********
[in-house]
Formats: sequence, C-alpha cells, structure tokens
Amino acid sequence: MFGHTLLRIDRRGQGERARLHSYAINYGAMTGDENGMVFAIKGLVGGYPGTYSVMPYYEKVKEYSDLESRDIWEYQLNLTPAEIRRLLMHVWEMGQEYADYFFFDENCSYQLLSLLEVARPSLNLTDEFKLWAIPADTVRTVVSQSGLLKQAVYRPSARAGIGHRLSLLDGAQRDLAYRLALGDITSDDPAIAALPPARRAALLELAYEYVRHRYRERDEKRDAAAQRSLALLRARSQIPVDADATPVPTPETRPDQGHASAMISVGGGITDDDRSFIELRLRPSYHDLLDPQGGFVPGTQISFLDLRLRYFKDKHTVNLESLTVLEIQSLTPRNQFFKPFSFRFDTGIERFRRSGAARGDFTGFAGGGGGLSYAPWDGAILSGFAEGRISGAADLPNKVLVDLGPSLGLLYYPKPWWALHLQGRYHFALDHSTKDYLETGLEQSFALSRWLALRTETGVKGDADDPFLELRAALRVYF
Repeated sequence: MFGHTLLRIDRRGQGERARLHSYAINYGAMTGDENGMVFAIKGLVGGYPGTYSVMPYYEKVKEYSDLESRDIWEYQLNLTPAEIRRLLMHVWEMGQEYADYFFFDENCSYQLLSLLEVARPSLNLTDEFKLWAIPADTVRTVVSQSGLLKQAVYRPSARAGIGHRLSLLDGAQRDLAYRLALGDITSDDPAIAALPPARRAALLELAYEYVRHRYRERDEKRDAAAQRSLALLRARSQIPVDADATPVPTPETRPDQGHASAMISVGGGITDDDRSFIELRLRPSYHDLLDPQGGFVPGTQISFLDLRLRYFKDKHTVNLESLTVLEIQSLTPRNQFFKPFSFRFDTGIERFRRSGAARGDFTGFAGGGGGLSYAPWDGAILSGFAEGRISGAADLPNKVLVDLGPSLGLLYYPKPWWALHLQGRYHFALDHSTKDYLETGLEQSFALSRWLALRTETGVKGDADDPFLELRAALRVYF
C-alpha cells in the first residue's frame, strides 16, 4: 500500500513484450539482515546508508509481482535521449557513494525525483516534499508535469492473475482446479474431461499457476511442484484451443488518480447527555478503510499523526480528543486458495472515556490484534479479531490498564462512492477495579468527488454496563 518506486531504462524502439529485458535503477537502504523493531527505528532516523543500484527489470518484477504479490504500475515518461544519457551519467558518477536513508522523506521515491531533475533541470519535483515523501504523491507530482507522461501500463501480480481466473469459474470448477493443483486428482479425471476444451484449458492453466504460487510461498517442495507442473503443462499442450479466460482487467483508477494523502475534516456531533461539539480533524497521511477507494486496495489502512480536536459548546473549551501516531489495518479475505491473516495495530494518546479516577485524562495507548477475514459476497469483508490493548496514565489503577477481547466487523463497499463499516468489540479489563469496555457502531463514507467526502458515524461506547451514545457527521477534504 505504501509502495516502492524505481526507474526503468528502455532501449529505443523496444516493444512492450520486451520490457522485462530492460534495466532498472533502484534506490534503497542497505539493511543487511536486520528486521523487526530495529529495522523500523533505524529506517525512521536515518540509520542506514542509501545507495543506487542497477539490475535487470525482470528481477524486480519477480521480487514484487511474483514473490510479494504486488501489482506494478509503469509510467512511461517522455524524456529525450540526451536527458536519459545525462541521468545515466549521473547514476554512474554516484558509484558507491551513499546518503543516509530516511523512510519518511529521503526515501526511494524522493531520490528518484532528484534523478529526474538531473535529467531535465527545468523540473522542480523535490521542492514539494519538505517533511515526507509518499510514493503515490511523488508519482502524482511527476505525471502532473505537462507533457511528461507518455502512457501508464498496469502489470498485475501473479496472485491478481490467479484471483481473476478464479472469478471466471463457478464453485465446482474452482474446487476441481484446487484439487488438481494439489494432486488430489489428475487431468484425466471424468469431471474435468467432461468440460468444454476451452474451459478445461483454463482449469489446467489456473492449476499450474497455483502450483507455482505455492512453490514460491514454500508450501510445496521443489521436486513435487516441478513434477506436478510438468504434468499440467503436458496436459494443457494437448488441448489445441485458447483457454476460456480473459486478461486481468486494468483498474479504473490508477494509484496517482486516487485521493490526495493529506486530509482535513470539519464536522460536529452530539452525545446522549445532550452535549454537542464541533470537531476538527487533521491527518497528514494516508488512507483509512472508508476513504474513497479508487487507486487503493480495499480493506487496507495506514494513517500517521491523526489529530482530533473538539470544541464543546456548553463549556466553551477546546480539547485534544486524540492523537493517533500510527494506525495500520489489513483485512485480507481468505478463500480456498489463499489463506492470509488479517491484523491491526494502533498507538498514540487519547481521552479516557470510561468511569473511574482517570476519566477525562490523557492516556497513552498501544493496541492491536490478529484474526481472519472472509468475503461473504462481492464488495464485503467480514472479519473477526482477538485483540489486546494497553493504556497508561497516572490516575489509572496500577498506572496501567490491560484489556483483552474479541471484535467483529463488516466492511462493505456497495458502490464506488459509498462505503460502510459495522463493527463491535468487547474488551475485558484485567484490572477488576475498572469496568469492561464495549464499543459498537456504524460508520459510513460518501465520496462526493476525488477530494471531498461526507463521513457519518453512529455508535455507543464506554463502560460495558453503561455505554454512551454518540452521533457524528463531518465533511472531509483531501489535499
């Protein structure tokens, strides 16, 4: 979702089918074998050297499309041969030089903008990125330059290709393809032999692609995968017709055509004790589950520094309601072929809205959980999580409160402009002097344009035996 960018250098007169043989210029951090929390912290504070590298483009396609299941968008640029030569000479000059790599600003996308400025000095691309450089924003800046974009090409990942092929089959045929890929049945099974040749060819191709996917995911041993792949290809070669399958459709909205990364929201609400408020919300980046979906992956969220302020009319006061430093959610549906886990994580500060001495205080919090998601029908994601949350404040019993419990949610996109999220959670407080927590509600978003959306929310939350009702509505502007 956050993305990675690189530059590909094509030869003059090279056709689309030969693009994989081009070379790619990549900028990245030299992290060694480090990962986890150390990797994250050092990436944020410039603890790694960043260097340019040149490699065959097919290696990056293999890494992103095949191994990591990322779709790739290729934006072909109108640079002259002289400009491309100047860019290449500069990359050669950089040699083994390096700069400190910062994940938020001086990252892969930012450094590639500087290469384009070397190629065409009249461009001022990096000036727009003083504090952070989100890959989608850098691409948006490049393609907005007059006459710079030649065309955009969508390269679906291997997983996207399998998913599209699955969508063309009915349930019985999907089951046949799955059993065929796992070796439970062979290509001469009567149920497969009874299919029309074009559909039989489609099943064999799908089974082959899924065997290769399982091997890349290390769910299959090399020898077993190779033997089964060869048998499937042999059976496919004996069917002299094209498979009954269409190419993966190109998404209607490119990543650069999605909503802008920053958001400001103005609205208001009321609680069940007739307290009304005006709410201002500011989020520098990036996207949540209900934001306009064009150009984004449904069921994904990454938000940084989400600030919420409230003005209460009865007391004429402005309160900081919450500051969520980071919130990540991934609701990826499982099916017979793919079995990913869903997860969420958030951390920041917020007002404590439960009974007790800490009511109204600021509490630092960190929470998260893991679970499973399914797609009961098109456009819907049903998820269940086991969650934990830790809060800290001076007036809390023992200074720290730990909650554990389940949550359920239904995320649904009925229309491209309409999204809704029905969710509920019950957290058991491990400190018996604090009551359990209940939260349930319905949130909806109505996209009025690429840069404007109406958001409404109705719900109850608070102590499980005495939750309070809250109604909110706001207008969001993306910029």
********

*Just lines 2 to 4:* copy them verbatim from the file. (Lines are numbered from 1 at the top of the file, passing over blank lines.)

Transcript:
Formats: sequence, C-alpha cells, structure tokens
Amino acid sequence: MFGHTLLRIDRRGQGERARLHSYAINYGAMTGDENGMVFAIKGLVGGYPGTYSVMPYYEKVKEYSDLESRDIWEYQLNLTPAEIRRLLMHVWEMGQEYADYFFFDENCSYQLLSLLEVARPSLNLTDEFKLWAIPADTVRTVVSQSGLLKQAVYRPSARAGIGHRLSLLDGAQRDLAYRLALGDITSDDPAIAALPPARRAALLELAYEYVRHRYRERDEKRDAAAQRSLALLRARSQIPVDADATPVPTPETRPDQGHASAMISVGGGITDDDRSFIELRLRPSYHDLLDPQGGFVPGTQISFLDLRLRYFKDKHTVNLESLTVLEIQSLTPRNQFFKPFSFRFDTGIERFRRSGAARGDFTGFAGGGGGLSYAPWDGAILSGFAEGRISGAADLPNKVLVDLGPSLGLLYYPKPWWALHLQGRYHFALDHSTKDYLETGLEQSFALSRWLALRTETGVKGDADDPFLELRAALRVYF
Repeated sequence: MFGHTLLRIDRRGQGERARLHSYAINYGAMTGDENGMVFAIKGLVGGYPGTYSVMPYYEKVKEYSDLESRDIWEYQLNLTPAEIRRLLMHVWEMGQEYADYFFFDENCSYQLLSLLEVARPSLNLTDEFKLWAIPADTVRTVVSQSGLLKQAVYRPSARAGIGHRLSLLDGAQRDLAYRLALGDITSDDPAIAALPPARRAALLELAYEYVRHRYRERDEKRDAAAQRSLALLRARSQIPVDADATPVPTPETRPDQGHASAMISVGGGITDDDRSFIELRLRPSYHDLLDPQGGFVPGTQISFLDLRLRYFKDKHTVNLESLTVLEIQSLTPRNQFFKPFSFRFDTGIERFRRSGAARGDFTGFAGGGGGLSYAPWDGAILSGFAEGRISGAADLPNKVLVDLGPSLGLLYYPKPWWALHLQGRYHFALDHSTKDYLETGLEQSFALSRWLALRTETGVKGDADDPFLELRAALRVYF